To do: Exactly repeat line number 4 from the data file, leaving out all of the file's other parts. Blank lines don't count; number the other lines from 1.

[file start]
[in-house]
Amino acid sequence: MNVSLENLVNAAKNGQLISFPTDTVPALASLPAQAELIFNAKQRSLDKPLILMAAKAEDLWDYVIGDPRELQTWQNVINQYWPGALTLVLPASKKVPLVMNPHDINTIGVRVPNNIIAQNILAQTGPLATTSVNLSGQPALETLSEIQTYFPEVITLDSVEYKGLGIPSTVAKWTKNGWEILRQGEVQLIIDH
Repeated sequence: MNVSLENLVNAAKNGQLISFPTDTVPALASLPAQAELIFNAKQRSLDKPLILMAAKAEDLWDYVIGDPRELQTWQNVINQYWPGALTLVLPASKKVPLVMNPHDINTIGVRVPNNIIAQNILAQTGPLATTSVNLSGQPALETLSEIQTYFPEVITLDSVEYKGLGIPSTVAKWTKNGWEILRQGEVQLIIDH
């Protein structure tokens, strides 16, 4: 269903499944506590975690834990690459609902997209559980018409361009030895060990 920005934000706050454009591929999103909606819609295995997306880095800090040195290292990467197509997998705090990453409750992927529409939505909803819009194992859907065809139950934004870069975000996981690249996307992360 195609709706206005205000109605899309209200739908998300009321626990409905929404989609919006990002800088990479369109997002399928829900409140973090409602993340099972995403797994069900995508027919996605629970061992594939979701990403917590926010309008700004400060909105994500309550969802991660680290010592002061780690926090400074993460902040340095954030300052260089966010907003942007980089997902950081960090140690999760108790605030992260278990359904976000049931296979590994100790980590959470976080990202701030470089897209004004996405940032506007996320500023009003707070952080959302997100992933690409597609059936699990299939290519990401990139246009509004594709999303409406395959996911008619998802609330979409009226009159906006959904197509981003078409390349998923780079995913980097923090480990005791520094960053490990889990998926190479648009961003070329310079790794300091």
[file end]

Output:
């Protein structure tokens, strides 16, 4: 269903499944506590975690834990690459609902997209559980018409361009030895060990 920005934000706050454009591929999103909606819609295995997306880095800090040195290292990467197509997998705090990453409750992927529409939505909803819009194992859907065809139950934004870069975000996981690249996307992360 195609709706206005205000109605899309209200739908998300009321626990409905929404989609919006990002800088990479369109997002399928829900409140973090409602993340099972995403797994069900995508027919996605629970061992594939979701990403917590926010309008700004400060909105994500309550969802991660680290010592002061780690926090400074993460902040340095954030300052260089966010907003942007980089997902950081960090140690999760108790605030992260278990359904976000049931296979590994100790980590959470976080990202701030470089897209004004996405940032506007996320500023009003707070952080959302997100992933690409597609059936699990299939290519990401990139246009509004594709999303409406395959996911008619998802609330979409009226009159906006959904197509981003078409390349998923780079995913980097923090480990005791520094960053490990889990998926190479648009961003070329310079790794300091």